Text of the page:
Float your Sins on the Ganges

Float your sins on The Ganges.

Those millions queuing up to take a dip in the Ganges must have something that we don’t know about. I know that for many, a wash in the rivers of ‘insight and wisdom’ has for hundreds of years been the annual aim for  devout Hindus. As someone from an alien culture, I wonder what it is that seems to beckon those millions to wade into those waters.

http://www.abc.net.au/news/2013-02-10/tens-of-millions-bathe-at-ganges-festival/4510894

Is it a communal confession? The ritual is to cleanse oneself from sin and it seems rather poetic and certainly in contrast with the western method of confession whereby a solitary figure sits in a dark little room separated by a screen. He or she confesses his wrongdoing to another mortal. It must be a bit of an embarrassment, especially in a small village; to have bared your soul to someone you might meet again at the butcher shop next day.

I like the Hindu way of letting the magic of the river carry your misdemeanors and sins downstream much better. The figures are amazing. Over 110 million Hindus are expected to enter at Sangam which is the point where three rivers join at Allahabad. Over 50 000 police are there to try and give everyone a chance to enter the water over a six day period. An ‘en masse’ show of spiritual cleansing and breaking the cycle of death and re-birth.

A nice sideline is that apart from the cleansing of sins it is also a celebration of the Gods overcoming your demons with the promise of precious nectar that would ensure immortality.

With the solitary Christian confession it is a bit of a lonely trip, isn’t it? No promise of goodies coming your way, just hell and damnation if you fail in your effort to keep hands above the blankets or refuse to do the washing up or lay the table, swear at your sister or throw a rock over the neighbours fence or do the shopping for mum. Perhaps, the goodies our way is the sitting around with angels, boring…! Who wants to be good with that kind of reward?

No, they definitely have the edge over us at Allahabad. There it is, millions of people wishing to assuage their most inner self, seeking spiritual salvation, renewal and revival through a wash in the holy Ganges till next year’s pilgrimage.  The clanging of cymbals, the emerging saffron heads rising above the water with the garlands of marigolds tangled around the ashen painted aesthetic piercing the rising fog.  This seems to be a reward in itself and present in this life as well for all the Hindus…It doesn’t lighten the burden of life but is ‘shows’. This is the loveliness of the annual ritual of the Hindus.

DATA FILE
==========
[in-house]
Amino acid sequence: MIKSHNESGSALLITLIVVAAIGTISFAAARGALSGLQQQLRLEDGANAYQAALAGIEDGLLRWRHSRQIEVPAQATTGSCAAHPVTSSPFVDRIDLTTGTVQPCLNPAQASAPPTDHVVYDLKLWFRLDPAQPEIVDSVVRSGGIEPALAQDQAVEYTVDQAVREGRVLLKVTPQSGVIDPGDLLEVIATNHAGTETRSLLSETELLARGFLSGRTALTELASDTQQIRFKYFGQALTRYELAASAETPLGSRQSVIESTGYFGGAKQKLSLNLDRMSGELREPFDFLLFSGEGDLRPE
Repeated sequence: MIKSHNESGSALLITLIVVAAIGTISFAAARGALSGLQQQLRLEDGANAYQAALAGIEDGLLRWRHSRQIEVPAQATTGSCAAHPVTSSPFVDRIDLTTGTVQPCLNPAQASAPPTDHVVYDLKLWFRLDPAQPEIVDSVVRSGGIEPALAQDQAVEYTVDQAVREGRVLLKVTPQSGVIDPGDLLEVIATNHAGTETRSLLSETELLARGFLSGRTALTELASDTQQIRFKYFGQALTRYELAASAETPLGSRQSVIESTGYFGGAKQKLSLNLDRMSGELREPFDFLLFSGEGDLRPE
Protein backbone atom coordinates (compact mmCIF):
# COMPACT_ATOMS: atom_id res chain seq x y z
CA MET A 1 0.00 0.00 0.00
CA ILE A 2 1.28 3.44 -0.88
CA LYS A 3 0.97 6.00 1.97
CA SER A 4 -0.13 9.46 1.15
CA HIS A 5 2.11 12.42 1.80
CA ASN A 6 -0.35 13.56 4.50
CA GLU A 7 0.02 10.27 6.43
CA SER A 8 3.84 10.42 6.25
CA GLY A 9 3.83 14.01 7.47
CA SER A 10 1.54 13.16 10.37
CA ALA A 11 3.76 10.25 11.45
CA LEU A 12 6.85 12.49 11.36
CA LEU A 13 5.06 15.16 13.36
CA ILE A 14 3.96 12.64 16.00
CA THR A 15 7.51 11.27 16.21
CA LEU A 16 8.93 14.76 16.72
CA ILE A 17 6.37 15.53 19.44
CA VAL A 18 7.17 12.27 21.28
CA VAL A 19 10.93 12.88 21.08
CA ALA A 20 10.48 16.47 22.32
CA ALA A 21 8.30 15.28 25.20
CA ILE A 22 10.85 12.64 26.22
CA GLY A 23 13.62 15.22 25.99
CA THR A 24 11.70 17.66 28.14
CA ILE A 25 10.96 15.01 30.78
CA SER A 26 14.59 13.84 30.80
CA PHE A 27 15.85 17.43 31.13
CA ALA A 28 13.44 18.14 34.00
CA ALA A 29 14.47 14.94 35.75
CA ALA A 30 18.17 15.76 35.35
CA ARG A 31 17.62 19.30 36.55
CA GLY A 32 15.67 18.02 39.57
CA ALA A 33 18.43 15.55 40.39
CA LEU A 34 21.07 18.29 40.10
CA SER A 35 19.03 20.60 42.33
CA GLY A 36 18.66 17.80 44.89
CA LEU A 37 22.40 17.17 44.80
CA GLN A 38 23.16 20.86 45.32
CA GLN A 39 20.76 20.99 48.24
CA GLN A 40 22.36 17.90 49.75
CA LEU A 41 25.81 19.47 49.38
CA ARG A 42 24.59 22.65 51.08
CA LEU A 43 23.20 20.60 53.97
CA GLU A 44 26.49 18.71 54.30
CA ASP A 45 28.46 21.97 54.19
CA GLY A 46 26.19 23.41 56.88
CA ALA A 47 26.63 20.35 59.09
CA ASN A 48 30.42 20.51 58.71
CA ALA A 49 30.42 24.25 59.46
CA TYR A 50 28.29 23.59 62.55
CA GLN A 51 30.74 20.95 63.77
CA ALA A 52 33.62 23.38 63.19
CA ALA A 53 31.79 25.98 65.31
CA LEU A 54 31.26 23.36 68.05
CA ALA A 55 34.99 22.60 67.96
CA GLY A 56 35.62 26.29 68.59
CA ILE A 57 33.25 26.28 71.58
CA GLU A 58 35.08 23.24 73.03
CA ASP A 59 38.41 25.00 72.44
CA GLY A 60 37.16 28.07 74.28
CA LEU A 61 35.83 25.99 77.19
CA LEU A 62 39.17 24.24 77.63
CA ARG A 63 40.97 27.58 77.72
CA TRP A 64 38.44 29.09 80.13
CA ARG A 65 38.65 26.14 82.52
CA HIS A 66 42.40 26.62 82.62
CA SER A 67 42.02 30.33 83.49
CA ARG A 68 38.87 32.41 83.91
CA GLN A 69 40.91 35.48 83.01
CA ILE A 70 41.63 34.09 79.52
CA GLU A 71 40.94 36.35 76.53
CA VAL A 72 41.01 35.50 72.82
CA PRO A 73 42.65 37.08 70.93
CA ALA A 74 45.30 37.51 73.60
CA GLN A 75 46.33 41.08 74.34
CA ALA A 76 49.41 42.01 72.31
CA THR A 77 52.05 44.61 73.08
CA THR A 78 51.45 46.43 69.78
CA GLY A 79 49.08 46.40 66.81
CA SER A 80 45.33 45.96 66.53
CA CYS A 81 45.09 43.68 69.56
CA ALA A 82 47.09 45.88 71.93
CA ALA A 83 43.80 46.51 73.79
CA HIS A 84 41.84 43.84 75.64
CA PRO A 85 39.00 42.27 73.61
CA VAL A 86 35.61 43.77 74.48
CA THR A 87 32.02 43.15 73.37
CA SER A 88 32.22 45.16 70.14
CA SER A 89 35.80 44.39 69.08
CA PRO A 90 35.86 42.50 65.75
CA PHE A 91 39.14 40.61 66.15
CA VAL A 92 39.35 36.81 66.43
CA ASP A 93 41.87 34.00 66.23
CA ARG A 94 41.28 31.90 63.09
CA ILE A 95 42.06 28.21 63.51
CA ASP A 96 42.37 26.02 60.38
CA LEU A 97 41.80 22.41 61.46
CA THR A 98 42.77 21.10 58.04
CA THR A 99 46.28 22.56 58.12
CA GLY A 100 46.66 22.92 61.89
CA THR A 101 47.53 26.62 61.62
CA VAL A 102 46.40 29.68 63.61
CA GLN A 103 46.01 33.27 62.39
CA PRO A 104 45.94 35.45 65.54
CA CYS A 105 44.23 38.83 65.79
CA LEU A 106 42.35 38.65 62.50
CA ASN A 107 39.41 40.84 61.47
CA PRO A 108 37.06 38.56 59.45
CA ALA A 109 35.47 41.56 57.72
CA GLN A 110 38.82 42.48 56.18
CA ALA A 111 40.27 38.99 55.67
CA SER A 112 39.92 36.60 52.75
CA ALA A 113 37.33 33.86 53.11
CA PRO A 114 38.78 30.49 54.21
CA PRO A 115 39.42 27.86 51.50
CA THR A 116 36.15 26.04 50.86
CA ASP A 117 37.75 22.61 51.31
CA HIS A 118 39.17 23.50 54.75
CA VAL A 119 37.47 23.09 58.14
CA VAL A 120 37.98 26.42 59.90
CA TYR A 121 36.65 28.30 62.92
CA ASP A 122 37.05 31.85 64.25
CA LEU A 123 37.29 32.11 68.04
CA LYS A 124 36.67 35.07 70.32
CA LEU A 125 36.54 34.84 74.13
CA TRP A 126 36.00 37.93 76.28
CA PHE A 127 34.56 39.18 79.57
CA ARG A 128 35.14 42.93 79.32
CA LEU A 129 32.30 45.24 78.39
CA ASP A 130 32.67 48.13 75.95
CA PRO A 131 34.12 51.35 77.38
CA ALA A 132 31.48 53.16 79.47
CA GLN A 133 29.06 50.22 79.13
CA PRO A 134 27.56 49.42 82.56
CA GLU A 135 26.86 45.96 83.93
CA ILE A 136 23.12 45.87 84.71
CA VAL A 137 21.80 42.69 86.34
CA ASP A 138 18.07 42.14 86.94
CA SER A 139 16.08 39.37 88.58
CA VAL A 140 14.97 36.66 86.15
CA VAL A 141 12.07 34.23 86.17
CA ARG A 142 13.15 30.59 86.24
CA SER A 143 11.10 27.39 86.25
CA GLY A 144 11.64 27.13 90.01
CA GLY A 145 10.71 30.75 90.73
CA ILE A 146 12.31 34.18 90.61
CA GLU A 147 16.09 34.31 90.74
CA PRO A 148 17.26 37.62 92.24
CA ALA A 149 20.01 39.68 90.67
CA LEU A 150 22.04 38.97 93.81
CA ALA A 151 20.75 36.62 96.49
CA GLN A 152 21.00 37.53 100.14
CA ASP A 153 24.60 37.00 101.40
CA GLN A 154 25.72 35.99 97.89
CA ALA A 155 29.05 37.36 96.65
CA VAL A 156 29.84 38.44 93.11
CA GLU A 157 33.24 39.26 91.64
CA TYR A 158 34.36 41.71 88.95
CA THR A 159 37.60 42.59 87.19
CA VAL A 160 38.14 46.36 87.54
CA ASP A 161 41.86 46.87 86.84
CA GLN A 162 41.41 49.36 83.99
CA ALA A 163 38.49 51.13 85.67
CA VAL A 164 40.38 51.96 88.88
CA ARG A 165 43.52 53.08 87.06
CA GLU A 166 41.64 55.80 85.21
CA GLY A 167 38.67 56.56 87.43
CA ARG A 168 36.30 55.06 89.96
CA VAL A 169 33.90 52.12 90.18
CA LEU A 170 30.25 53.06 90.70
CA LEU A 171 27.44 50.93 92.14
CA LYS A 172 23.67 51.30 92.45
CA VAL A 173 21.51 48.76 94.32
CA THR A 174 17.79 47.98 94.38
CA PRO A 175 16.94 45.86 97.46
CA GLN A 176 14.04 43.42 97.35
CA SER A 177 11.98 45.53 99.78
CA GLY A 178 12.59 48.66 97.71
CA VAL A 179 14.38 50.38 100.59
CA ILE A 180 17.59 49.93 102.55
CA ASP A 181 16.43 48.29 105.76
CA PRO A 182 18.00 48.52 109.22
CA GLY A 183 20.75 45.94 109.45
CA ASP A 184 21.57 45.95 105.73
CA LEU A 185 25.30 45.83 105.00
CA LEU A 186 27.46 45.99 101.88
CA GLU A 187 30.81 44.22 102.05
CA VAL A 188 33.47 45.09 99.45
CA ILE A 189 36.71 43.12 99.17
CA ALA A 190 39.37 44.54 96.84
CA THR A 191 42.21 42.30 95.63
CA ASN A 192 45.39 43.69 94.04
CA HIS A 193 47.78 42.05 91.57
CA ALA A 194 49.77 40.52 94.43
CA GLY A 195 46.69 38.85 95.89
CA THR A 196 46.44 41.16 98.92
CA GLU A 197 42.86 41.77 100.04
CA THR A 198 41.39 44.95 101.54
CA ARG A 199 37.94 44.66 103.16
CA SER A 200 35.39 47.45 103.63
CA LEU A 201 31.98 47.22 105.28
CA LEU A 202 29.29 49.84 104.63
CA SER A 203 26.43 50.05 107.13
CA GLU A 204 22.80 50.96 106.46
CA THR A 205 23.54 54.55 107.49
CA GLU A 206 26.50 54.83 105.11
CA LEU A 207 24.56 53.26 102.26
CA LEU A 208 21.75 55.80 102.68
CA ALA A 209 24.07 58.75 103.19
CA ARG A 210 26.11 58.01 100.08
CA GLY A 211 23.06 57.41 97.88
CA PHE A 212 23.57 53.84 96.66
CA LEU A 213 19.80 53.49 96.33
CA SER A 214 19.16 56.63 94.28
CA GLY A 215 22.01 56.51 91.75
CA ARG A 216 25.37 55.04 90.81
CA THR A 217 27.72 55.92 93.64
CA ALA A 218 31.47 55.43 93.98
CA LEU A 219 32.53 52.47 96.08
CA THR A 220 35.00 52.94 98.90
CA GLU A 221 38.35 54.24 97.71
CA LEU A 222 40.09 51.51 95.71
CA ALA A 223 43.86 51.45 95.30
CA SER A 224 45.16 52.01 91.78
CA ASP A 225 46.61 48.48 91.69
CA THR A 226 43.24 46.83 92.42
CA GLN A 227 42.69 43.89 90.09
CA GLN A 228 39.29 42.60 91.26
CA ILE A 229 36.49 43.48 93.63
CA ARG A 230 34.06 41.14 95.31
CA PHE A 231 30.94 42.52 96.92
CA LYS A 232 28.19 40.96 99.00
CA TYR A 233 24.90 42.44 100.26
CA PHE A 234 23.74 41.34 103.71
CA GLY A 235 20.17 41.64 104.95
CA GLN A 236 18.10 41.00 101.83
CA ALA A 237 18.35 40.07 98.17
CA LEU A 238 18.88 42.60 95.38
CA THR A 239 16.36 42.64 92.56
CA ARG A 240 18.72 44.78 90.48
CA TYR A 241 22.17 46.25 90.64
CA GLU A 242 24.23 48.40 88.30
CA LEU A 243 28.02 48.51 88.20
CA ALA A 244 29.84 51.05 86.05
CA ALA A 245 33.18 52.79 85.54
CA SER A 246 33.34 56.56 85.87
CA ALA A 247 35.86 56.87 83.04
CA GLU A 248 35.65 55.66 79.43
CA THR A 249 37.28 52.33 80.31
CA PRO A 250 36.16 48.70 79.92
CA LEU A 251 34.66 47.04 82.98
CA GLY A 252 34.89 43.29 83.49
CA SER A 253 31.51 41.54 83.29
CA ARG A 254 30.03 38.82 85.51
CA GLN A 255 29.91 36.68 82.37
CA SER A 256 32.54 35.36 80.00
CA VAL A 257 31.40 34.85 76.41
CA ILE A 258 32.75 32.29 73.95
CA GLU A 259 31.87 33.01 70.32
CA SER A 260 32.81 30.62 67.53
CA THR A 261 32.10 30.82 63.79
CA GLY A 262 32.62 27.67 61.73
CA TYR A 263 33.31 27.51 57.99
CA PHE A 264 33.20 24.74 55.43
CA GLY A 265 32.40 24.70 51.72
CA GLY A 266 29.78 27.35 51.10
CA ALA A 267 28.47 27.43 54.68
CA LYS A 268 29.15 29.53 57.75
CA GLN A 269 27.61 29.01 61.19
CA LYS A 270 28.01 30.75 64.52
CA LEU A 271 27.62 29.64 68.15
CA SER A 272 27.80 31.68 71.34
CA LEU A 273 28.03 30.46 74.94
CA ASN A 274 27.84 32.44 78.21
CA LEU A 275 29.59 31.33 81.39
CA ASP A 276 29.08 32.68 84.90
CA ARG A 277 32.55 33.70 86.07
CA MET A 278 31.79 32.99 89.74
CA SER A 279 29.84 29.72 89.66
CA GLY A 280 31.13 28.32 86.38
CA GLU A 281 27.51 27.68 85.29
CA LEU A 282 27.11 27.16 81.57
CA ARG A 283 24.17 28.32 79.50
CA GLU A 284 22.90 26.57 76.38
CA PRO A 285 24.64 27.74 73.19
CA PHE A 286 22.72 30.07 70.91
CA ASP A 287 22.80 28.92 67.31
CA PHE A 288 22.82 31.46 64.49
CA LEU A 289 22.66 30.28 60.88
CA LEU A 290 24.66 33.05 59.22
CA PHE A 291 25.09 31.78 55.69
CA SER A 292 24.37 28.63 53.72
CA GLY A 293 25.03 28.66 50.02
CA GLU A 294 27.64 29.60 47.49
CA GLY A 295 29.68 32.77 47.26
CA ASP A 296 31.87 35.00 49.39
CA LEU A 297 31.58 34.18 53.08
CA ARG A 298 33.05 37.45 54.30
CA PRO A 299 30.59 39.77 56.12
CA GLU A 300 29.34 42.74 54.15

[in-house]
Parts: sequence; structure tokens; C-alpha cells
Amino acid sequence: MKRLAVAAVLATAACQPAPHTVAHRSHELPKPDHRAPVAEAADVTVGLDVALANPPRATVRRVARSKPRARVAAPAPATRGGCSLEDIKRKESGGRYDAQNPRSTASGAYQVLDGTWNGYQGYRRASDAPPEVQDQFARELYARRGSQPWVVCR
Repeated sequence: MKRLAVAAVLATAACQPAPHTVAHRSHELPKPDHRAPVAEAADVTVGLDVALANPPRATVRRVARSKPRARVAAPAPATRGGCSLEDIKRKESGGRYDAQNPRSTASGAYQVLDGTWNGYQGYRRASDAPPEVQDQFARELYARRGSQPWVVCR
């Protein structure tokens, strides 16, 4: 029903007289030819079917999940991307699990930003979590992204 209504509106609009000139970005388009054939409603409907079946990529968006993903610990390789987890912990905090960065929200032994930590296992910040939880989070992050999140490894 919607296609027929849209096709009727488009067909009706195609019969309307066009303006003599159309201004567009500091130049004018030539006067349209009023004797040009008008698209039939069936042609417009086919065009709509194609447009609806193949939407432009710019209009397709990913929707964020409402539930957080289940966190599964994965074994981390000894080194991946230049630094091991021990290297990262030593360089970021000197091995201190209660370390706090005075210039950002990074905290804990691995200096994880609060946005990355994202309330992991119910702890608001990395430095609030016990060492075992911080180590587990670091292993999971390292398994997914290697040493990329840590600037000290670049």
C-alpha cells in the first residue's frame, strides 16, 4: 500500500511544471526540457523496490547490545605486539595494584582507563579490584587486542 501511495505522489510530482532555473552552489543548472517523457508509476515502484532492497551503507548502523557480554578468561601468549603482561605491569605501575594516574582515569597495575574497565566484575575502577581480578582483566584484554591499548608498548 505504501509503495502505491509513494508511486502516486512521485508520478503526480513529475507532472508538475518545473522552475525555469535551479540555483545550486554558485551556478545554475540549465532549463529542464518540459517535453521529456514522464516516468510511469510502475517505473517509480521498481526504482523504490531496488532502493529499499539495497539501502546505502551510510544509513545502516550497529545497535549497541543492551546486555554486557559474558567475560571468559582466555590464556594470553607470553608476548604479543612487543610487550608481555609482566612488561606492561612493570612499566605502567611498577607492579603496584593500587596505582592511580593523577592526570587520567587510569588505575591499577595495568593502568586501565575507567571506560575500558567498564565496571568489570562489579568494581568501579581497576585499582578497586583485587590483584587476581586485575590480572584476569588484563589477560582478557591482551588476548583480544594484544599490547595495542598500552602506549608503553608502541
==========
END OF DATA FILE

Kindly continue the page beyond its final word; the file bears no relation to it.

It’s hard not to be seduced by the magic of it all. Although for us cynical westerns, we would probably see it as just as a dirty muddy river and ask ourselves; what about the hygiene of it all? Where are the flush duel buttoned toilets? I want soap and hair conditioner with carotene and triple layered loo paper. Perhaps, that’s why we will forever be looking for salvation without finding it. Lost to the arid desert of consumerism and brick veneers with beloved colour bonded fence, separating us from each other till the privacy of our dismal end by the funeral director or “Ladies in White” and final consumption by the fiery but lonely cremation at Rookwood…

Some say, we have our rituals and then mention ‘The Melbourne Cup’. The whole nation stands still wearing large hats and thousands punting on horses and their pacing hoofs. We have Anzac days with two-up in the pub while wearing rosemary and drinking cleansing schooners. Let’s not forget the footy ‘finals’ and tennis. They are our cleansing rituals as well.

I am not sure. I so wish I could believe that.

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3 Responses to “Float your Sins on the Ganges”

  1. Lottie Nevin Says:

    It’s a funny old world! Nice post Gerard and it’s always good to start the week reading your musings over a cup of coffee. As always, food for thought! thank you🙂

    Like

  2. Nick Ryan Says:

    My friends were on a tourist boat trip up the Ganges and they saw several white bundles floating past them, when they asked the tour guide what they were he sidetracked the question, then several passengers saw one had opened and there was a dead baby inside.

    Everyone was shocked, the tour guide said it was their religion and way of life to give their dead back to the Ganges.

    Everyone on board agreed the trip should end there and requested the boat return to the shore where they started which they of course did.

    I have my own personal thoughts on this story.

    Like

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